Lise Kruse - Before the Appraisal Subcommittee
Chairman Lindo, members of the committee, thank you for the opportunity to address you today and for your willingness to consider our request. My name is Lise Kruse, and I am Commissioner of the North Dakota Department of Financial Institutions. I’m here with Rick Clayburgh and Marilyn Foss, who represent the North Dakota Bankers Association. Our Department oversees 68 banks, 20 credit unions and over 4,700 non-depository licensees. I started with the Department 15 years ago as a bank examiner. Our primary responsibility is to ensure the safety and soundness of our institutions and that financial services are available to our citizens. I am a member of the Governor’s cabinet and unfortunately his schedule did not allow him to attend. I am therefore representing the Governor today. One of the Governor’s initiatives is to support healthy and vibrant communities. The Governor has made this request because he knows that granting the waiver will benefit all our citizens and all our communities.
Population alone is not a good indicator of scarcity. North Dakota is unique with only three MSAs. We are the size of New England but predominately rural with only 760,000 residents. The distance between Fargo and Williston, our two major cities on opposite corners of the state, is almost 400 miles and more than a six-hour drive. And if you drive only 10 miles from downtown Fargo, you will be standing in a sugar beet field. North Dakota has 4.3 appraisers per 1000 square miles – only Montana and Wyoming have fewer. Cass County – home to the state’s largest city, Fargo, is comparable in size to Delaware. But Delaware has 285 appraisers per 1000 square miles, and Cass County has only 27 appraisers.
A year ago in a letter to the Appraisal Foundation, all four North Dakota and South Dakota senators expressed alarm about the appraiser scarcity in our two states, stating, “The perceived diminishment of this problem is concerning, especially as individuals in South and North Dakota are struggling to acquire mortgage financing due to the lack of qualified appraisers serving their communities.” Appraisers did not contest the senators’ concern; however, when we filed our initial waiver request three months later, the appraisers claimed that no such shortage exists.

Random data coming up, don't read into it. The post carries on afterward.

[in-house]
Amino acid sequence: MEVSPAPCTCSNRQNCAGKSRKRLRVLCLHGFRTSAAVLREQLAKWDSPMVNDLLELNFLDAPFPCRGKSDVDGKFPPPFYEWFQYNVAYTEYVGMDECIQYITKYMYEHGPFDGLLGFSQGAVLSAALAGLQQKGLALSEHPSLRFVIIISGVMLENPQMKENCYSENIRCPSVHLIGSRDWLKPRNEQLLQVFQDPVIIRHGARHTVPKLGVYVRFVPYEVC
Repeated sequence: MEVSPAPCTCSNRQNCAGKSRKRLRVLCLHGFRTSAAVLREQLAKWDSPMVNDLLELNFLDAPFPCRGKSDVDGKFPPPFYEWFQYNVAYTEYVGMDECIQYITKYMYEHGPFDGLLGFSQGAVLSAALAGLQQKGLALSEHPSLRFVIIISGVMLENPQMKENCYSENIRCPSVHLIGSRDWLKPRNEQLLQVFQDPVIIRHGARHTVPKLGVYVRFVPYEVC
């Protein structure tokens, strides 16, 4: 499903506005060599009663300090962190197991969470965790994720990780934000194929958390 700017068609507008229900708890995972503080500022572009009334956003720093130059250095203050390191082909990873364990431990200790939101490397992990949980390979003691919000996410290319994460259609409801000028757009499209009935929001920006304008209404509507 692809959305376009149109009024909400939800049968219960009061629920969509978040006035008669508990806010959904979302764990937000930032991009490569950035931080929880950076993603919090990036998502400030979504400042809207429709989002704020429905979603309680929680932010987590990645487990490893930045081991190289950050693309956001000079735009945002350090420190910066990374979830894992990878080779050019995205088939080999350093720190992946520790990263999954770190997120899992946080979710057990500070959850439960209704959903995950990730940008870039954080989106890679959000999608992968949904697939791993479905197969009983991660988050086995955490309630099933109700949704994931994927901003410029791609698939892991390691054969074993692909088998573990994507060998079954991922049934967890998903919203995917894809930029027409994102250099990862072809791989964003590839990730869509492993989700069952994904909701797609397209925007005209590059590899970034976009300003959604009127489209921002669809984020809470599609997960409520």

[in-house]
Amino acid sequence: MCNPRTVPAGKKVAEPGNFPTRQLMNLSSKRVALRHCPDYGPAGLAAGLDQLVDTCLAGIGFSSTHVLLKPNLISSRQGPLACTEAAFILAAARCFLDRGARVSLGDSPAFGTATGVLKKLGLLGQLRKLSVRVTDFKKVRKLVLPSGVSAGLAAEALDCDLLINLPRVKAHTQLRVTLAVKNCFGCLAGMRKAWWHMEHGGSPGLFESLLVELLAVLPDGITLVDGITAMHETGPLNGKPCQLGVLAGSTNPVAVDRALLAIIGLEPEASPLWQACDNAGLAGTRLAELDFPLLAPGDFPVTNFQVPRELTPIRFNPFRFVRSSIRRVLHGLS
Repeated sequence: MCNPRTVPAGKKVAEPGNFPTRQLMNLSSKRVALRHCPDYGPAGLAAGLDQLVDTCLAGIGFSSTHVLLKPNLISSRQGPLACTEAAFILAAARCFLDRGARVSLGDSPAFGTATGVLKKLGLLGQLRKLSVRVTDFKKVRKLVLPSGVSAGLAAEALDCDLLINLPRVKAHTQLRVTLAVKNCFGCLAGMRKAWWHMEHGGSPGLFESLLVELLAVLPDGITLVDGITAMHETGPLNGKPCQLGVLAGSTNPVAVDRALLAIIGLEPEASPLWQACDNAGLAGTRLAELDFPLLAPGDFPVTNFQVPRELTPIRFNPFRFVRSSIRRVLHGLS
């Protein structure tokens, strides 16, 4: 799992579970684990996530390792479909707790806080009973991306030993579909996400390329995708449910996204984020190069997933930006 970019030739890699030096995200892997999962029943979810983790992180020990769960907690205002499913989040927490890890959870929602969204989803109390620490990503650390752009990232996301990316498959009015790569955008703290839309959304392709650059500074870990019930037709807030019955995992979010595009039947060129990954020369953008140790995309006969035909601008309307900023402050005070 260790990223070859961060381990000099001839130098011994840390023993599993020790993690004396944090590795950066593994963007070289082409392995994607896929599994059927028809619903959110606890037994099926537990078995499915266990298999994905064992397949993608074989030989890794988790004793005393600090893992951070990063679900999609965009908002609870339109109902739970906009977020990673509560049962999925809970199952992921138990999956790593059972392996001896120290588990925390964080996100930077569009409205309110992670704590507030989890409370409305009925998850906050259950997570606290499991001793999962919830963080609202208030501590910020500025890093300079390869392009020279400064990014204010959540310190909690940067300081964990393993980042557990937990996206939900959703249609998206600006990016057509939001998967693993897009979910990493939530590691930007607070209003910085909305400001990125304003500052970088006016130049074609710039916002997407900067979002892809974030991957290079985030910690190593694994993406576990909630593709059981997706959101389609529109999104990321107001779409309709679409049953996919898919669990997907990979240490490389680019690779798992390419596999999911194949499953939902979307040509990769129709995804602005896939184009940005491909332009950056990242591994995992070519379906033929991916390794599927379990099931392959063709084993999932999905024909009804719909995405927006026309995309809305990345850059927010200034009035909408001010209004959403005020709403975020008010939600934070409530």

It is concerning that Williams County in western North Dakota has a population of nearly 33,000 residents, but only three appraisers live in the county. The surrounding counties do not add much supply. McKenzie County next door is experiencing economic growth, but only has one appraiser with a population of 12,000. Although appraisers from other parts of the state also may cover this area, the three-hour drive from Bismarck makes it challenging. Some bankers have told me they consistently have appraisers come in from Minneapolis, but they must either drive 10 hours or fly, and the high cost is transferred to the customer. That is consumer harm.
As I mentioned, our department’s top priority is to ensure the safety and soundness of our state-chartered institutions. I would not be party to this application if it presented unmanageable risks to the safety and soundness of North Dakota financial institutions.
State and federal regulators enforce the law and sound risk management principles. When there are violations, including when required appraisals are missing, we cite them. This application does not change that. Our department and my federal counterparts are indeed capable and will continue to ensure the safety and soundness of our institutions. It is important to note that examiners know that the most important consideration for any loan is the borrower’s repayment ability, not the collateral value, which is a secondary repayment source.
We’ve heard the temporary Waiver referred to as a “nuclear” option. However, Congress enacted the Waiver in 1989. More recently, the federal agencies in 2017 published an advisory stating the Waiver should be used to address appraiser shortages and resulting delays. A few months later senior federal regulators highlighted the Waiver option when visiting North Dakota and other rural states. That is why we are here today. North Dakota needs this to be a real option.
We requested this waiver in good faith. We responded with additional information when requested. We provided available evidence to the Subcommittee to illustrate this problem is real. The scarcity is ongoing and has been around for a long time. Therefore, North Dakota requests that you provide us this relief, give our citizens another option and approve this request.
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